Central Asia: Views from Washington, Moscow, and Beijing
Views from Washington, Moscow, and Beijing
The disintegration of the Soviet Union in 1991 rapidly and irrevocably transformed Central Asia's political landscape. This region of five sovereign states with a population of some fifty million people quickly became a major focus of interest and influence for competing poles of power. The eminent contributors to this volume offer a four-part analysis of the region's new importance in world affairs. Rajan Menon examines the place of Central Asia in a global perspective. Eugene Rumer considers the perspective of the post-9/11 United States. Dimitri Trenin looks at the region from the standpoint of traditional hegemon Russia. Huasheng Zhao provides the view from economic superpower-in-the-making China.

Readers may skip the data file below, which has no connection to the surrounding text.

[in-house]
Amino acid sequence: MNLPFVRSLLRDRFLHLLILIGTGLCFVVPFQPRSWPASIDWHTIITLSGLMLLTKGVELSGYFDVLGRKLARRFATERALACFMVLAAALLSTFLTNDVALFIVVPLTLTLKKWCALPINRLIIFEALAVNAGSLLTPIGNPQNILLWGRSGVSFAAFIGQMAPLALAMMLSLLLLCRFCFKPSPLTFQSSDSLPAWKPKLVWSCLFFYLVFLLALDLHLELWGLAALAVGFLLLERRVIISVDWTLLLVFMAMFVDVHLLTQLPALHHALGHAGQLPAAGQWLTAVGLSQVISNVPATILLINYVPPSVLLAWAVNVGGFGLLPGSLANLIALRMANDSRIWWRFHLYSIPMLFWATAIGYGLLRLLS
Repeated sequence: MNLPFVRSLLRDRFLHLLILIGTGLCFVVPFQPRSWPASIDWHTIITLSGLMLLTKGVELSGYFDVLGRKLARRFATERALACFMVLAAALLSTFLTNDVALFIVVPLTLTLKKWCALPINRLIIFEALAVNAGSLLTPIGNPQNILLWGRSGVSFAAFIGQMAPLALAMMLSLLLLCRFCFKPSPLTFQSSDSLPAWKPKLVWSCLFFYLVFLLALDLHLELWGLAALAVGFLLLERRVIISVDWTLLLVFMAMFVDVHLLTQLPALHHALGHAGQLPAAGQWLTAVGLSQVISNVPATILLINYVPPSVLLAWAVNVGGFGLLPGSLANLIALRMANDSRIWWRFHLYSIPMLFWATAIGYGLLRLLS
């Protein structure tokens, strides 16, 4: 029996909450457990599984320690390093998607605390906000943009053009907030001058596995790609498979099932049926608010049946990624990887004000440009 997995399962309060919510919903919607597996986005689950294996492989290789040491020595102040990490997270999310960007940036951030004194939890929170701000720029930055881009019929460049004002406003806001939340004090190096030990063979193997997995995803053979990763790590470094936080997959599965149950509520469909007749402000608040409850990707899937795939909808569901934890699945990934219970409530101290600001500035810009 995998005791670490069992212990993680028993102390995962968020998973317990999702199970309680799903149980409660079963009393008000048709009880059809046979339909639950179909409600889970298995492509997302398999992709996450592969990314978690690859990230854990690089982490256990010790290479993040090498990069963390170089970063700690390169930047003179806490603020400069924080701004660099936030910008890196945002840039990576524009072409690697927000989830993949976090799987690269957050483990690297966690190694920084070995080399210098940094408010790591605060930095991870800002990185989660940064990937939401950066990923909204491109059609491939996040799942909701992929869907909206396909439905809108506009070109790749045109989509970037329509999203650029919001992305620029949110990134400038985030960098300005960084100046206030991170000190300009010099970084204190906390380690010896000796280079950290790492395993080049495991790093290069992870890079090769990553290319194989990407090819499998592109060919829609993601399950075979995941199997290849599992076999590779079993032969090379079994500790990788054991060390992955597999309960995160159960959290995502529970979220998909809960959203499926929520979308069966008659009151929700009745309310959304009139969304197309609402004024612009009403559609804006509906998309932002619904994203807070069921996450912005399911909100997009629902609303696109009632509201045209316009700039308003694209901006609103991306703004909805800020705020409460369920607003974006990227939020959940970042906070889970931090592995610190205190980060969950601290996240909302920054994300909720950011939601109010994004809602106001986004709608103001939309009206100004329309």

Table of Contents
Acknowledgments; Introduction: Central Asia in the Twenty-First Century, Rajan Menon; 1. The United States and Central Asia: In Search of a Strategy, Eugene Rumer; 2. Russia and Central Asia: Interests, Policies, Prospects, Dmitri Trenin; 3. Central Asia in China's Diplomacy, Huasheng Zhao; Index; About the Authors.
Eugene Rumer, Dmitri Trenin, Huasheng Zhao, Rajan Menon